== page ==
This information is compatible with our expectations for GDP growth. We maintain our estimates at 1.7% in 2012 and 4.5% in 2013. Thus, our scenario still contemplates a pickup in economic activity in 4Q12 and 1Q13. Our scenario of further tax cuts, particularly in 2013, reinforces the expectation of higher growth in coming quarters.

We lowered our forecasts for the unemployment rate in 2012 and 2013, although our growth outlook was maintained. Job creation data show a slowdown, but it is not intense enough to prevent a decline in the unemployment rate. Growth composition – with manufacturing underperforming the service sector – continues to explain to a large extent the persistently low unemployment rate within an environment of moderate GDP growth. We now forecast an average unemployment rate of 5.5% in 2012 (down from 5.7%) and 5.2% in 2013 (down from 5.6%).

Inflation: Uncertainty about 2013 remains high

We forecast consumer inflation (IPCA) at 5.5% this year and at 5.3% in 2013. Current data indicate that inflation should accelerate in the coming months (monthly average of 0.55% until year-end), with pressure from the food group taking the spotlight. This upward movement in food prices will largely occur through the transmission of the shock in international grain prices to some food items, such as meats and wheat byproducts. With forecasted inflation at 5.5% this year, market-set prices should rise by 6.3%, while regulated prices should go up by 3.1%.

The electricity package pushes inflation estimates downward (please see details in Macro Vision “Impact of the Electricity Package on Inflation”). Assuming that the average tariff for residential consumers will drop by 16.2% at beginning of 2013, as announced by the government, the direct impact on the IPCA would be -0.53 pp, given the weight of electricity on the official inflation index (3.3%). However, our inflation calculations for 2013 already considered a share of the announced reduction in electricity tariffs. The difference of the factors above compared with our scenario amounts to -0.10 pp on the IPCA next year.

In our scenario, we contemplate further tax cuts, which should impact inflation. The effect on prices is uncertain, as it depends on the type of cut. We incorporated in our forecasts an additional impact of -0.10 pp on the IPCA in 2013 due to the greater volume of tax cuts we expect for next year. This impact may come, for instance, from tax cuts on food items that form the so-called cesta básica. Tax cuts may also be used to prevent inflation from rising, as is the case of gasoline prices – the reduction in PIS/Cofins could prevent a pass-through to prices at the pump (our scenario already contemplated this premise for 2012, but it could also happen in 2013).

The additional impact from the electricity package (-0.1%) and more tax cuts (-0.1%) on inflation in 2013 was offset by our expectation of lower unemployment. Despite our inflation forecast being unchanged at 5.3%, its composition has changed. We now expect smaller price increases for food and regulated items, and a sharper increase in service prices.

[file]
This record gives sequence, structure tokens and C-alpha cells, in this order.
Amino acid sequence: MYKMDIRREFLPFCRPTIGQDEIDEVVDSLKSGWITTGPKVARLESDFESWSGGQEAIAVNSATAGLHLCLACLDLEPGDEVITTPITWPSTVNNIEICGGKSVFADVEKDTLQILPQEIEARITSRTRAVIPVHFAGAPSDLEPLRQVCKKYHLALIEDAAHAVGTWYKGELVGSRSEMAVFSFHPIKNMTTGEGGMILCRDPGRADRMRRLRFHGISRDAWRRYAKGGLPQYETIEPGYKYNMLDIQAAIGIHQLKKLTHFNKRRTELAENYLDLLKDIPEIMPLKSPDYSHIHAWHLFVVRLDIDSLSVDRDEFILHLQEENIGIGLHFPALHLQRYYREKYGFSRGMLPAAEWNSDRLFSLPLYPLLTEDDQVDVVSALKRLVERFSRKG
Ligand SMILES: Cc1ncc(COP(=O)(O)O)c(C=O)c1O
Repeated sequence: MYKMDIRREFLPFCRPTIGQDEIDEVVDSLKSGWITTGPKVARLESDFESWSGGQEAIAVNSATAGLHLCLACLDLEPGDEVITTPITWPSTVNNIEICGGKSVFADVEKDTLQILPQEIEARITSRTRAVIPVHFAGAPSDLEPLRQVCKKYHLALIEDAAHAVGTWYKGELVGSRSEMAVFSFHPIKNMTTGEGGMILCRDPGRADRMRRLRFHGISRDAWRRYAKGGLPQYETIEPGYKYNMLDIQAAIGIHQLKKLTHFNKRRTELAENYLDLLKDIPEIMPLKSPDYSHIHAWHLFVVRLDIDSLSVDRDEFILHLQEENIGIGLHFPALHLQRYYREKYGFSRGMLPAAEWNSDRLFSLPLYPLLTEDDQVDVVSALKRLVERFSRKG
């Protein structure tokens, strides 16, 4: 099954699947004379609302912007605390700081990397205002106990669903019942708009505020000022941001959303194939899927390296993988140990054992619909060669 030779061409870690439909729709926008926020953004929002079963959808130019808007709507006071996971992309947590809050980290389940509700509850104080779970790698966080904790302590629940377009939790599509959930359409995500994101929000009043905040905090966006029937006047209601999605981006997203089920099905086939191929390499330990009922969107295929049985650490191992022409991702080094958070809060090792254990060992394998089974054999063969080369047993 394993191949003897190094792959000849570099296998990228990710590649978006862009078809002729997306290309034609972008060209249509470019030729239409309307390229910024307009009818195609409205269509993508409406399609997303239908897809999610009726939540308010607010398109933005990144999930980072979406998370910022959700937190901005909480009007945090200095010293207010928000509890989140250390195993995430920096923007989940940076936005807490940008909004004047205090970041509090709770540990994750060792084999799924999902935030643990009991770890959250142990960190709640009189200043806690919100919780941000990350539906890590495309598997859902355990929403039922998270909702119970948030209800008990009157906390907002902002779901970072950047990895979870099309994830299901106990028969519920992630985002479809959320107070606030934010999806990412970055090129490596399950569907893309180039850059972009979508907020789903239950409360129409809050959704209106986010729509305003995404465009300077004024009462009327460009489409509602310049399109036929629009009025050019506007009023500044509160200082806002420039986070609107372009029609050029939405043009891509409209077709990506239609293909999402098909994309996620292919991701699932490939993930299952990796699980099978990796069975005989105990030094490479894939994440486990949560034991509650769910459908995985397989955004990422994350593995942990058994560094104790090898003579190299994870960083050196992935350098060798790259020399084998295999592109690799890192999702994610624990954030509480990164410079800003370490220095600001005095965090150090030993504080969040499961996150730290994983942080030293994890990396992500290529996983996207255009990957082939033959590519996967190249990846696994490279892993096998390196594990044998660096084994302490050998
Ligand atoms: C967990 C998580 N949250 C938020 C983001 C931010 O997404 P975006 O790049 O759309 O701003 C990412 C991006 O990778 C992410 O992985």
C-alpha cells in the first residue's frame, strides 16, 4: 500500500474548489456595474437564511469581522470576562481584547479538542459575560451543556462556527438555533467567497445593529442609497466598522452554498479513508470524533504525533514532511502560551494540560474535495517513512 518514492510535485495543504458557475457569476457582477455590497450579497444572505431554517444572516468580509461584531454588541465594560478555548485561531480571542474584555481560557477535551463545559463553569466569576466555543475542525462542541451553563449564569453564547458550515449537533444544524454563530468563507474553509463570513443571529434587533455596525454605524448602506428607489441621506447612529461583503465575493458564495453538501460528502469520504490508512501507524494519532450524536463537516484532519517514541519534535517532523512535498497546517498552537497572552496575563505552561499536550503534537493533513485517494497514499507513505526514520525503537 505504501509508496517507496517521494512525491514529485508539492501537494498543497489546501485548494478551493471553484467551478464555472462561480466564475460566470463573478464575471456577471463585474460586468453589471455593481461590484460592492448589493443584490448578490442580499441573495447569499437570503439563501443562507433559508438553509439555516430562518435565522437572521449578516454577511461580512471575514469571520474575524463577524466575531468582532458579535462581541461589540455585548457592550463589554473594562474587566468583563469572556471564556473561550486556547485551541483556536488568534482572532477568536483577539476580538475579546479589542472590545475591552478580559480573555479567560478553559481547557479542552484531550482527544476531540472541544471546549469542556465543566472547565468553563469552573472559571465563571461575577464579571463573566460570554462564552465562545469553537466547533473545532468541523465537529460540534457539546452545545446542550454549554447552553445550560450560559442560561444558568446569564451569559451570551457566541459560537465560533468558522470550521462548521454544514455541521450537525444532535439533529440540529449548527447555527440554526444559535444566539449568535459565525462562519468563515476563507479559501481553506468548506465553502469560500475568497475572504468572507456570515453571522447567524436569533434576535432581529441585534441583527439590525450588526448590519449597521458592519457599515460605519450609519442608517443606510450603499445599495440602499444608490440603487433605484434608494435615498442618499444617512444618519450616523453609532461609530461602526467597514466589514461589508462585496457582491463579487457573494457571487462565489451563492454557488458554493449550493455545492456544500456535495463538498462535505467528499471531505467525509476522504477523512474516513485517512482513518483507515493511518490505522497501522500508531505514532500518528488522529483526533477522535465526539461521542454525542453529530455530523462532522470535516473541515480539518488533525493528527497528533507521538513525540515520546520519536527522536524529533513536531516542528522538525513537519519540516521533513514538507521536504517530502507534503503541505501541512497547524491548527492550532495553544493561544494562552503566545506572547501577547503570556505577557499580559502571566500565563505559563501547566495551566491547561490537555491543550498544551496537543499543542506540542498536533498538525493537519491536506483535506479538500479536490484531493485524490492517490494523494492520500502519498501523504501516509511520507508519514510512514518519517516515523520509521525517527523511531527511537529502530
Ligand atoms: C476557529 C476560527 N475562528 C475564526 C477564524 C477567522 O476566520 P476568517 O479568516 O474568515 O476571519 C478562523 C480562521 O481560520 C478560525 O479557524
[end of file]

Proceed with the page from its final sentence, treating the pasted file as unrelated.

Recent IPCA reports have shown high core inflation and high diffusion indexes, indicating some robustness in inflation, while expectations (as measured by the Focus survey) have remained at levels above the mid-point of the target. We maintain our opinion that there is still a lot of uncertainty for the inflation scenario next year, with factors that could mitigate it as well as push it up.

Central Bank: Neutral balance of risks

In its Inflation Report (IR) for the third quarter, the Central Bank described the domestic balance of risks for inflation in the relevant monetary policy horizon as “neutral”. In the June IR, this balance had been characterized as “favorable.”

For the Central Bank, the external scenario manifests “inflationary bias in the short term”; being “impacted by supply shocks arising from external weather events, whose effects may be leveraged by recent non-conventional monetary policy actions.” However, the Central Bank stresses that the external influence is disinflationary in the medium term by contemplating low global growth for a prolonged period.

Given this scenario, the Central Bank maintained the signal of the last monetary policy committee (Copom) meeting: “if the prospective scenario requires an additional adjustment in monetary conditions, this movement should be conducted with maximum parsimony.”

For the long term, the Central Bank indicates that it is comfortable with maintaining real interest rates close to current levels. First, through the disinflationary evaluation of the external scenario over time. Second, by reinforcing the view that the neutral interest rate has been falling.

We understand that recent signals by the Central Bank reinforce the perception that the easing cycle in interest rates is finished or close to it. We maintain our forecast that the Central Bank will reduce the Selic rate by 25 bps to 7.25% in October, remaining at that level until mid-2013.

[1]For reference, we recommend reading “The New Model”, by Ilan Goldfajn, published in O Globo newspaper on September 4, 2012.